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This research aims to provide insight into the strategies that lead to better student outcomes and the characteristics of teachers, students and schools associated with the regular use of good teaching practices. This brochure highlights the main findings of this research, which is developed further in the working paper of the same name.
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Widespread increases in inequality over the past three decades have raised the question of the distribution of the growth dividends.
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In a majority of OECD countries, GDP growth over the past three decades has been associated with growing income disparities.
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This paper delivers a broad assessment of income inequality in Denmark.
The most recent round of the assessment, PISA 2015, focused on 15-year-olds’ science literacy, defined as "the ability to engage with science-related issues, and with the ideas of science, as a reflective citizen".
PISA 2015 focused on science, with the understanding that, although not every student is interested in becoming a scientist, all of us now need to be able to “think like a scientist” sometimes.
The effective use of school resources is a policy priority across OECD countries. The OECD Reviews of School Resources explore how resources can be governed, distributed, utilised and managed to improve the quality, equity and efficiency of school education.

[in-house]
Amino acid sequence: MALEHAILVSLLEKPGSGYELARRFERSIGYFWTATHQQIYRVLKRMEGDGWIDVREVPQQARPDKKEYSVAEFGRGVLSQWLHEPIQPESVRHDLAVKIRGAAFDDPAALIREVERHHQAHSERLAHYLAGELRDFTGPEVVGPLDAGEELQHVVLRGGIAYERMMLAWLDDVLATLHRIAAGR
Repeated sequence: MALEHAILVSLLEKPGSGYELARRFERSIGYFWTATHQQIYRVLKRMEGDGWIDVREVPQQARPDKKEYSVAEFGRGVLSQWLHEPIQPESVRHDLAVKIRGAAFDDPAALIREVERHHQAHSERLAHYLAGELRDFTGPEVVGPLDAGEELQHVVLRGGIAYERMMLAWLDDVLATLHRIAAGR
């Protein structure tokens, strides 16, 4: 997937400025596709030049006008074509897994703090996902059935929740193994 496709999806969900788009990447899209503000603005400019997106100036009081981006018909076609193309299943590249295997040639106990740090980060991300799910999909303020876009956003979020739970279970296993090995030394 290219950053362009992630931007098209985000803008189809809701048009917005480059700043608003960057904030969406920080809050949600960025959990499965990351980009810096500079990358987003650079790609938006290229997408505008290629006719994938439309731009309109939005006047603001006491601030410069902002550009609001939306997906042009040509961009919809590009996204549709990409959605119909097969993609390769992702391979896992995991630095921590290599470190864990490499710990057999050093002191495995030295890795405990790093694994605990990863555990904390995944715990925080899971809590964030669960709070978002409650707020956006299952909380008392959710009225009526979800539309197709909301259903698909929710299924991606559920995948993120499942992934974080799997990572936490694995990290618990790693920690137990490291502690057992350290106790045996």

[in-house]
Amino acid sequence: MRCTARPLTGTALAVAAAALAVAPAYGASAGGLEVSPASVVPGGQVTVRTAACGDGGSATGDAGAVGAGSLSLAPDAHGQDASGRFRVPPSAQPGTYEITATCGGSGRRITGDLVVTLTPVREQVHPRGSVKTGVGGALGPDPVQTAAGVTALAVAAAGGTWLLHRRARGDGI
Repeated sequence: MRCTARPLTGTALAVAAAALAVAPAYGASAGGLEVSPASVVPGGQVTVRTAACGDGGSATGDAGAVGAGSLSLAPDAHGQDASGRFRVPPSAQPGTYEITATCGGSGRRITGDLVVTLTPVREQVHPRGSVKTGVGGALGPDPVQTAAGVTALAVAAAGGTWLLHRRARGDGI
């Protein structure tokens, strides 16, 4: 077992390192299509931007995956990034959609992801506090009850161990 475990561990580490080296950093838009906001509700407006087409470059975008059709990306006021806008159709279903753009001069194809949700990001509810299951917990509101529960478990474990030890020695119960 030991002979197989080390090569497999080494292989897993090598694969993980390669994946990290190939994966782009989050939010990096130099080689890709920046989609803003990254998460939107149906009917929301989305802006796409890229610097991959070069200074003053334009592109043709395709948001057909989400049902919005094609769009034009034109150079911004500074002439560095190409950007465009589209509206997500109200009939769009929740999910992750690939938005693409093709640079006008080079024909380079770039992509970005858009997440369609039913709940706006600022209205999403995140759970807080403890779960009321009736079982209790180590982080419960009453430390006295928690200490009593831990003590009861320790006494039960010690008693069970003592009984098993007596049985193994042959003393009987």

The series considers four types of resources: financial resources, such as public funding of individual schools; human resources, such as teachers, school leaders and education administrators; physical resources, such as location, buildings and equipment; and other resources, such as learning time.
This series offers timely policy advice to both governments and the education community. It includes both country reports and thematic studies.
The 2017 edition of the Latin American Economic Outlook explores youth, skills and entrepreneurship. Young Latin Americans embody the region’s promise and perils. They stand at the crossroads of a region whose once promising economy and social progress are now undergoing a slowdown. The Outlook identifies potential strategies and policy responses to help Latin America and the Caribbean revive economic growth. While development can stem from different sources, skills and entrepreneurship can empower youth to develop knowledge-intensive economic activities, boost productivity and transform the region’s politics as they transition successfully from the world of school to the world of productive work and create that future they seek. The report highlights valuable experiences and best practices in these fields and proposes strategies to allow Latin America to consolidate long-term growth while assuring continuity in the social agenda.
More and more adults are earning a tertiary qualification, but not all tertiary degrees have the same value on the labour market. In general, postgraduate degrees such as master’s and doctoral degrees are associated with higher employment rates and earnings than bachelor’s degrees.
Why women and men choose to pursue different fields of study, and why those choices vary among countries, is not easy to determine.